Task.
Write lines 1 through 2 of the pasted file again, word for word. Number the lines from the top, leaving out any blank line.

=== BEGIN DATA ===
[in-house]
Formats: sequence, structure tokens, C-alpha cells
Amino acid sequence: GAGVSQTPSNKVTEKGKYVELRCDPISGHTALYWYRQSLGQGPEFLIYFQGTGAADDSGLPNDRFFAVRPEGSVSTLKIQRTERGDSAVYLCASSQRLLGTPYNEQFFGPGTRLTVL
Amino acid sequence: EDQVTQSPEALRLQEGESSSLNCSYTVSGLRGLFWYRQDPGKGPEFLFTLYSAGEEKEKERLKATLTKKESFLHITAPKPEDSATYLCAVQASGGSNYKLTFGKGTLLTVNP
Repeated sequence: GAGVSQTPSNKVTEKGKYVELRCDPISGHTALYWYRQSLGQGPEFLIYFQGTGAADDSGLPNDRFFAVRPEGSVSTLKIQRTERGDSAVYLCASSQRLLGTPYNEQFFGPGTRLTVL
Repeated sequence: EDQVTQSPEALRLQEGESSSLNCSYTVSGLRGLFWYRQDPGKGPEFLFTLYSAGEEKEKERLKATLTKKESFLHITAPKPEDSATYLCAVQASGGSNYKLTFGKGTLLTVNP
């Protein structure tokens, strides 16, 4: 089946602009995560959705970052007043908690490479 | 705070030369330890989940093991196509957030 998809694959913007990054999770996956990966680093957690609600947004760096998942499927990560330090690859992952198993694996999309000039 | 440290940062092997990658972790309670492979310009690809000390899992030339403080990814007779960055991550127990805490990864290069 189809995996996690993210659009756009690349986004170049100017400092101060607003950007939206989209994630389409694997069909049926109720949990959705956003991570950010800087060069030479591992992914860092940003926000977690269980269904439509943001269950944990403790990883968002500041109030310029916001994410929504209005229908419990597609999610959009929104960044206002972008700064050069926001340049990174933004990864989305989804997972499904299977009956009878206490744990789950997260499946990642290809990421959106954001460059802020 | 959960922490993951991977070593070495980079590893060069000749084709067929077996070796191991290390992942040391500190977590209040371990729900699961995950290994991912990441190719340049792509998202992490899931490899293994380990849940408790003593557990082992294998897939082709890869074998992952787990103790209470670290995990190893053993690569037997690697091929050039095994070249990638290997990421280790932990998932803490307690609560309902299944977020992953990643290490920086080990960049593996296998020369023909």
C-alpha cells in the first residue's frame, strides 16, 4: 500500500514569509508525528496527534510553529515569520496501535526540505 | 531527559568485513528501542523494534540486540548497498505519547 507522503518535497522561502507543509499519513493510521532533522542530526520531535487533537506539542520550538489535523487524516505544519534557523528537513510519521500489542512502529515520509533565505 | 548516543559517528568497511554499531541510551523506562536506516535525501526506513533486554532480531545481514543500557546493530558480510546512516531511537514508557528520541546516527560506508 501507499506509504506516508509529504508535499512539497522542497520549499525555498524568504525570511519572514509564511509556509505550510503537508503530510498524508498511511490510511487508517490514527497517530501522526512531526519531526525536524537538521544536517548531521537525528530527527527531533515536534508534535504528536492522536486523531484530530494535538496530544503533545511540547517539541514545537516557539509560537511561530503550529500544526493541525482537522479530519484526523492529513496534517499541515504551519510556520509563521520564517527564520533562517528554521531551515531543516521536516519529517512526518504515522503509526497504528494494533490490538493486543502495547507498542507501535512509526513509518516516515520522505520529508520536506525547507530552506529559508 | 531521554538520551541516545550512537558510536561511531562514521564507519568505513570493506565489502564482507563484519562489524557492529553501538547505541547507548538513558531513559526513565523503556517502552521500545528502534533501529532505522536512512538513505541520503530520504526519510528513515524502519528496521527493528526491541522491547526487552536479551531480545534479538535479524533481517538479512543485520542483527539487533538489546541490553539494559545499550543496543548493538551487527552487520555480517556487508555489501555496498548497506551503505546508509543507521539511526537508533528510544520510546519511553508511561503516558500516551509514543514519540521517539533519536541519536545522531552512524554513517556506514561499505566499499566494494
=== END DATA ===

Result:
[in-house]
Formats: sequence, structure tokens, C-alpha cells